In the early days of MMA, grappling quickly established itself as the dominating force. Jiu Jitsu practitioners and wrestlers held distinct advantages over strikers who were helpless once the fight got to the floor.
Royce Gracie showed in the very first UFC event that no matter your size or striking ability, if you could get the fight grounded, a great submission game could overcome any perceived physical disadvantages. That continued through Mark Coleman, a dominating wrestler who was able to manhandle his opponents, taking them to the ground with his wrestling. Once the fight got the floor, he finished his opponents quickly with devastating ground and pound. It seemed strikers would never be able to compete at an even level withground based fighters.
As UFC 14 approached, Mark Coleman was at his peak. For that event he was paired up with Maurice Smith, an accomplished kickboxer crossing over into MMA. Up until that point, Smith had found limited success in MMA and Pancrase, having been submitted seven times in his first ten bouts, something that was not surprising given his lack of training in ground fighting. Coleman was expected to steamroll through Smith just as he had his first six opponents in the UFC.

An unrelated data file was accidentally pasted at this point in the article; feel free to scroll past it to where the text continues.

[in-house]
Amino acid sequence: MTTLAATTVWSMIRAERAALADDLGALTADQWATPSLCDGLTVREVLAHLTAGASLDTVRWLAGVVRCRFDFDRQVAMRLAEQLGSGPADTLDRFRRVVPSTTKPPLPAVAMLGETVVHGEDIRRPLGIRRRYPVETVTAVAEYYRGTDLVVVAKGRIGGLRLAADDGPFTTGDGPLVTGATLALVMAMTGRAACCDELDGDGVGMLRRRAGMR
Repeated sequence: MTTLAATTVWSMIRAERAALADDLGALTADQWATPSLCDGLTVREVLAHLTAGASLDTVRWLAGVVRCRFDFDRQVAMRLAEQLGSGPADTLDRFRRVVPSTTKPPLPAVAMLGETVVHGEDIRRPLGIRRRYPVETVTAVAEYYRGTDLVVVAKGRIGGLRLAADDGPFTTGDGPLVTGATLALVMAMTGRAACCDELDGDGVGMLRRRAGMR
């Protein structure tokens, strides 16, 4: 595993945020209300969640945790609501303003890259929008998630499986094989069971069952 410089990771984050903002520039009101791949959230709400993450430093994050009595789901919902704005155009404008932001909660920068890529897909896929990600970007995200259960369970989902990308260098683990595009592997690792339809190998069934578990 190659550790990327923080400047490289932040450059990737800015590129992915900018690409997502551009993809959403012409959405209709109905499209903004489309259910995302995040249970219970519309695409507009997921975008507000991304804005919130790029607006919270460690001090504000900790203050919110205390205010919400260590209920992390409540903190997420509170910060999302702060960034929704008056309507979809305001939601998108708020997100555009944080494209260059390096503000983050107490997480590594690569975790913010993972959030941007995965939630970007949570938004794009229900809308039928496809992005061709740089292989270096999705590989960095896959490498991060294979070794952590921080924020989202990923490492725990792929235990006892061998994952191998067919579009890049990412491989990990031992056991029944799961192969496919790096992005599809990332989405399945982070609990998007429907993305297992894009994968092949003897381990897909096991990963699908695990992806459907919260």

However, Maurice Smith was making the adjustments necessary to compete successfully in MMA. He pulled off the massive upset, becoming the first fighter who was primarily a striker to capture the UFC title. He would defend his new title against Tank Abbott before relinquishing it to Randy Couture at UFC Japan. Smith has continued his successful career in MMA showing that one does not have to be an expert in the ground game to achieve success.
Smith has continued to compete past the age of 50. At RFA 2 he won his match with a head kick, knocking out Jorge Cordoba, proving that age and skill sets are only a problem if you choose to make them one. In this interview, Smith talks about continuing to fight at his age, as well as how he was able to compete with wrestlers and grapplers despite not having trained in either.
As the interview goes on, fellow kickboxer Dewey Cooper joins in and a lively discussion about MMA and kickboxing ensues. Both men discuss why kickboxing has failed to find an audience in the United States and why MMA and the UFC have. They also discuss the skills necessary to compete at the elite levels in both sports. No matter which sport people discuss, one thing is for certain, Maurice Smith has made a lasting legacy in each.